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FluentLenium makes the writing of acceptance testing more easy and in a fluent way using the power of css selectors. Build upon Selenium WebDriver. goTo("http://mywebpage/"); fill("#firstName").with("toto"); click("#create-button"); If you prefer you can also use jquery like syntax $("#firstName").text("toto") or $("#create-button).click or

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README.md

FluentLenium is a framework which provide help when writting Selenium Web Driver test with jUnit. You can use the framework of assertion you want, classical jUnit assertions, hamcrest or as in the following examples fest-assert.

Cross Browser

FluentLenium can support all the browser available in Selenium WebDriver. Wich means : * FireFox * Internet Explorer * Google Chrome * Opera

But there is also some project working on android etc ...

Basic

Launching the first test. Your Test Class may extend fr.javafreelance.fluentlenium.core.test.FluentTest By default, it use FirefoxWebDriver to launch all tests. After that, all your test methods will be able to be tested into a browser. The syntaxes offers directly by Selenium are quite a bit too verbose. FluentLenium proposes two differents syntaxes to easily launch tests. For examples, if you want to go to an adresse, fill a form and click to a button to submit and tests that the title of the page have changed


goTo("http://mywebpage/");
fill("#firstName").with("toto");
click("#create-button");
assertThat(title()).isEqualTo("Hello toto");

Maven

To add FluentLenium to your project, just add the following dependency into your pom.xml :


<dependencies>
    ...
    <dependency>
        <groupId>fr.javafreelance.fluentlenium</groupId>
        <artifactId>fluentlenium</artifactId>
        <version>0.3</version>
    </dependency>
    ...
</dependencies>
 

This dependency include the core of the framework and a fest-assert tool. If you don't need the fest-assert tool, you can grab only the core :


 <dependencies>
     ...
     <dependency>
         <groupId>fr.javafreelance.fluentlenium</groupId>
         <artifactId>fluentlenium-core</artifactId>
         <version>0.3</version>
     </dependency>
     ...
 </dependencies>

Static imports

If you need to do some filtering :


import static fr.javafreelance.fluentlenium.core.filter.FilterConstructor.;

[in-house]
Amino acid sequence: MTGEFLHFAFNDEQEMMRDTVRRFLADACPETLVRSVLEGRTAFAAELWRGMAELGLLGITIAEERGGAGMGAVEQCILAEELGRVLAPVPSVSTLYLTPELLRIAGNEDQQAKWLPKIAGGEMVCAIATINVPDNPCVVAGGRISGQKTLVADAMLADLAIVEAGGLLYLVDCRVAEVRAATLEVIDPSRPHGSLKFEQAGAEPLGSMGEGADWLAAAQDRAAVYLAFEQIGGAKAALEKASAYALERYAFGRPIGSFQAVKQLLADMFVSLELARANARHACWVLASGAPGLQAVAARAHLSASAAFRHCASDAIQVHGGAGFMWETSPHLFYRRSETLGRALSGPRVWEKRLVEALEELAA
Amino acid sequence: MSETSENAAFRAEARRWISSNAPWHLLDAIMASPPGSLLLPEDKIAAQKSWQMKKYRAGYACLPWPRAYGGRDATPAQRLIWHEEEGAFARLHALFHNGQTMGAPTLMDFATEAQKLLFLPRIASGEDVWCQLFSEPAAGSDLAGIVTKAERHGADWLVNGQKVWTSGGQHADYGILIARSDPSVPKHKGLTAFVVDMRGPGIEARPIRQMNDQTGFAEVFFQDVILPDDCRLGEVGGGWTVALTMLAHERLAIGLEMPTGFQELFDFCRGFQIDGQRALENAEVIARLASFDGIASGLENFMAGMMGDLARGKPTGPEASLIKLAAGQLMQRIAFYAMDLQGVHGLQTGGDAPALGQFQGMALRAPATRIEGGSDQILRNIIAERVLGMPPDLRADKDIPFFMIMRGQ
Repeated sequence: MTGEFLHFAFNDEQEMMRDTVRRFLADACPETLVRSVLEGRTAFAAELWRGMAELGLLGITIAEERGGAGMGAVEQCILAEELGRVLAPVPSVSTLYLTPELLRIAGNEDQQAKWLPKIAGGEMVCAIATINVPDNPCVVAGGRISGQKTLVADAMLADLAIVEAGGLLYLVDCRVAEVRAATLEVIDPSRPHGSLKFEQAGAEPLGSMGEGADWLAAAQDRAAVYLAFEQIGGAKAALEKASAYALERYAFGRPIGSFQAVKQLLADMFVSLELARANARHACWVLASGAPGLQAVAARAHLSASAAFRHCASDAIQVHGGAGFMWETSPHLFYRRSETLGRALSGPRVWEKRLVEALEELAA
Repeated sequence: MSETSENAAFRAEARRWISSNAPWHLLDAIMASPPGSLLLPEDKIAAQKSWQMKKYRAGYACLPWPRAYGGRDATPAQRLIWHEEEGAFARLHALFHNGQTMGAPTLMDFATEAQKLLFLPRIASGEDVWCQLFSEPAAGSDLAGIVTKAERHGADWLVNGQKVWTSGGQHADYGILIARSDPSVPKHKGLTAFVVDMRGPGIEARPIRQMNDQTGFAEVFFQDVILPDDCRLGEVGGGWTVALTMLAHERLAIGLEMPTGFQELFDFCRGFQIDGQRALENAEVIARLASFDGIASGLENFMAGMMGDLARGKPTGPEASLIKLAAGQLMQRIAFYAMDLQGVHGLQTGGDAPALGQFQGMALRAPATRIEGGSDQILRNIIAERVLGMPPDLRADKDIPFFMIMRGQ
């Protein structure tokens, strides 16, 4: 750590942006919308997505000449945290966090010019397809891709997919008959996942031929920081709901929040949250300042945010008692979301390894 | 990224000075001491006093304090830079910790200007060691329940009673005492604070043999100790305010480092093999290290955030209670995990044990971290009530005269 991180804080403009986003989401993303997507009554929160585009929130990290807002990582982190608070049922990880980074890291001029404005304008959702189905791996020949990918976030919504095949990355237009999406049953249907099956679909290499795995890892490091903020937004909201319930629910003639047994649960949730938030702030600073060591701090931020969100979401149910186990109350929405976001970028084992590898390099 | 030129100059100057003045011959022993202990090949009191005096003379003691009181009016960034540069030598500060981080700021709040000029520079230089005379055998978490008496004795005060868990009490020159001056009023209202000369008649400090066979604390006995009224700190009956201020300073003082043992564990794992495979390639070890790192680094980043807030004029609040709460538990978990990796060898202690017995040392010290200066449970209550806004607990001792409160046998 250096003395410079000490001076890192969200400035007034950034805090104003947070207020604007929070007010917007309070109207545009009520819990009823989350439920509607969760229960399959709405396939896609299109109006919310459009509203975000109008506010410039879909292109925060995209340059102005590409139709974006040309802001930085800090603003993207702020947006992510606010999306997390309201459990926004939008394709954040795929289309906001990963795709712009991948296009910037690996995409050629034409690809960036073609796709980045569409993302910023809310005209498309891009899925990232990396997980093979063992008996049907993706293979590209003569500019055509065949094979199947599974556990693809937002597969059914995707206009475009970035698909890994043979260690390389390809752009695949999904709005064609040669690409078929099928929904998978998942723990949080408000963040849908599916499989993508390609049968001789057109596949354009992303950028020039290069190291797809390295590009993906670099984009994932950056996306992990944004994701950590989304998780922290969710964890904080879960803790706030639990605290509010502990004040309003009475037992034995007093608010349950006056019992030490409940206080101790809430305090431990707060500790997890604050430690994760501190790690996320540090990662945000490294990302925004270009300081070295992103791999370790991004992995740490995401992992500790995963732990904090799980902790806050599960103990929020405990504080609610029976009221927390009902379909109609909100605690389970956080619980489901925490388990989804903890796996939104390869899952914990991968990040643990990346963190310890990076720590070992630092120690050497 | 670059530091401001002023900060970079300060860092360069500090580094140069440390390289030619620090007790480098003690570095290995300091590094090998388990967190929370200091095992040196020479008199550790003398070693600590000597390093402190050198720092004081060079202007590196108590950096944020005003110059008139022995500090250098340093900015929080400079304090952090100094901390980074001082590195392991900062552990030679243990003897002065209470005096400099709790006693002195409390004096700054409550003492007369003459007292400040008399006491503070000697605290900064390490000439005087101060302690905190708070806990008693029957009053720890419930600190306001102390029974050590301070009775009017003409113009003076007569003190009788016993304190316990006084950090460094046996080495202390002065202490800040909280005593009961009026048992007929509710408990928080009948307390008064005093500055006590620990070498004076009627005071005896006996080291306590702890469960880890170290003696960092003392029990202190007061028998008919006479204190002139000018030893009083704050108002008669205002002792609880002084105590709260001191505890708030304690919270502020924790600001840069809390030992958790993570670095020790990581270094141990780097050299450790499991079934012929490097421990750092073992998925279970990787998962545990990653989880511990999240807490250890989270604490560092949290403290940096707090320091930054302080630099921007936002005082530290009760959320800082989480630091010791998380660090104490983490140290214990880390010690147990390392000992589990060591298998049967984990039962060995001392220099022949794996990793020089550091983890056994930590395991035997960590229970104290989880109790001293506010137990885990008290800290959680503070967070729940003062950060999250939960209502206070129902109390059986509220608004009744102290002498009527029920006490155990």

import static fr.javafreelance.fluentlenium.core.filter.MatcherConstructor.;

Static import using fest assert

The static assertions to use fest assert


import static org.fest.assertions.Assertions.assertThat;
import static org.fest.assertions.fluentlenium.FluentLeniumAssertions.assertThat;
 

Basic Methods

You can use url() , title() or pageSource() to get the url, the title or the page source of the current page.

Selector

Default Selector

You can use CSS1, CSS2 and CSS3 selector with the same restrictions as in Selenium.

 If you want to find the list of elements which have
  • the id "title" : find("#title")
  • the class name "small" : find(".small")
  • the tag name "input" : find("input")

You are free to use most of the CSS3 syntax, wich means that find("input[class=rightForm]") will return the list of all input elements which have the class rightForm

Custom filter

But what if you want all the input that have a text equals to "Sam" ? You can use filters to allow that kind of search. For example :


     find(".small",withName("foo"))
     find(".small",withId("idOne"))
     find(".small",withText("This field is mandatory."))

You can also chained filters : find(".small",withName("foo"),withId("id1")) will return all the elements matching the 3 criterias : - class .small ,id id1 and name foo.

If you want others precisions that just the css selector, just use our filters features. For now, you have 6 differents filters :

  • contains
  • notContains
  • startsWith
  • notStartsWith
  • endsWith
  • notEndsWith

For each of them, you can choose to use a css selector :


     find(".small", withName(notContains("name"))
     find(".small", withId(notStartsWith("id"))
     find(".small", withText(endsWith("Female")))

Or to be more precise, you can choose to use a regexp :


     find(".small", withName(contains(regex("na?me[0-9]*")))
     find(".small", withName(notStartsWith(regex("na?me[0-9]*")))

Contains, startsWith and endsWith with a regexp pattern are looking for a subsect of the pattern.

Of course, if you are a regexp jedi, that's not needed !

More will come soon to filter to create a complete search tool (containsWord, able to choose if you want to ignore case ...)

N-th

If you want the first elements that matchs your criteria, just use :


     findFirst(myCssSelector) or find(myCssSelector).first()

If you want the element at the given position :


     find(myCssSelector,2)

Of course, you can use both position filter and custom filter :


     find(myCssSelector,2,withName("foo"))

Find on children

 You can also chained the find call :
 find(myCssSelector).find("input") will return all the web element input into the css selector tree.
 You can add more indication :

     find(myCssSelector,2,withName("foo")).find("input",withName("bar"))
     or find(myCssSelector,2,withName("foo")).findFirst("input",withName("bar"))

Form Action

If you need to click, fill, submit or clean an element or a list of element, just go naturally for it.

Fill

fill("input").with("bar") OR find("input").text("bar") will fill all the element with tag input with bar. If you want for example exclude the checkbox, you can use the css filtering like fill("input:not([type='checkbox'])").with("tototo"), you can also use the filtering provided by FluentLenium fill("input", with("type", notContains("checkbox"))).with("tototo")

fill("input").with("myLogin","myPassword") will fill the first elements of the input selection with myLogin, the second with myPassword. If there are a third input, the last value (myPassword) will be repeat again and again.

Don't forget, only the visible field will be modified. It simulates your action in a browser !

Click

click("#create-button")

It will click on all the visible fields returned by the search.

Clear